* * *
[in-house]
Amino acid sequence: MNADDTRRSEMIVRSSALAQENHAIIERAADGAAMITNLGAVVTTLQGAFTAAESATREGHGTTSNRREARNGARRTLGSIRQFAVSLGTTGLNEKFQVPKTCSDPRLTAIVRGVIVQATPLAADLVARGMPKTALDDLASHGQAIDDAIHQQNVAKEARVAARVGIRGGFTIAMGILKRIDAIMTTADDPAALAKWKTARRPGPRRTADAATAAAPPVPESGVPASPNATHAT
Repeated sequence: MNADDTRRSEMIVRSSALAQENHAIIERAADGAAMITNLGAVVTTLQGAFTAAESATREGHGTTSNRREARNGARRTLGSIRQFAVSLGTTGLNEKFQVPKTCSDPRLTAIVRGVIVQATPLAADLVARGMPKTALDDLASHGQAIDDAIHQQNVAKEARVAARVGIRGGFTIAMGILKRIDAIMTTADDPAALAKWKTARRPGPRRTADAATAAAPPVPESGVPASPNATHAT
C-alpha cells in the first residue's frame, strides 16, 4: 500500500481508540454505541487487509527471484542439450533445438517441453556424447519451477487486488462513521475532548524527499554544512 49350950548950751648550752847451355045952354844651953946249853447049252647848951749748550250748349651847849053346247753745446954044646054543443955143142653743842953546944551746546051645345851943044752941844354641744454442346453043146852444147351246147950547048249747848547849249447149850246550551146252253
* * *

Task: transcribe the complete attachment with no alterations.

[in-house]
Amino acid sequence: MNADDTRRSEMIVRSSALAQENHAIIERAADGAAMITNLGAVVTTLQGAFTAAESATREGHGTTSNRREARNGARRTLGSIRQFAVSLGTTGLNEKFQVPKTCSDPRLTAIVRGVIVQATPLAADLVARGMPKTALDDLASHGQAIDDAIHQQNVAKEARVAARVGIRGGFTIAMGILKRIDAIMTTADDPAALAKWKTARRPGPRRTADAATAAAPPVPESGVPASPNATHAT
Repeated sequence: MNADDTRRSEMIVRSSALAQENHAIIERAADGAAMITNLGAVVTTLQGAFTAAESATREGHGTTSNRREARNGARRTLGSIRQFAVSLGTTGLNEKFQVPKTCSDPRLTAIVRGVIVQATPLAADLVARGMPKTALDDLASHGQAIDDAIHQQNVAKEARVAARVGIRGGFTIAMGILKRIDAIMTTADDPAALAKWKTARRPGPRRTADAATAAAPPVPESGVPASPNATHAT
C-alpha cells in the first residue's frame, strides 16, 4: 500500500481508540454505541487487509527471484542439450533445438517441453556424447519451477487486488462513521475532548524527499554544512 49350950548950751648550752847451355045952354844651953946249853447049252647848951749748550250748349651847849053346247753745446954044646054543443955143142653743842953546944551746546051645345851943044752941844354641744454442346453043146852444147351246147950547048249747848547849249447149850246550551146252253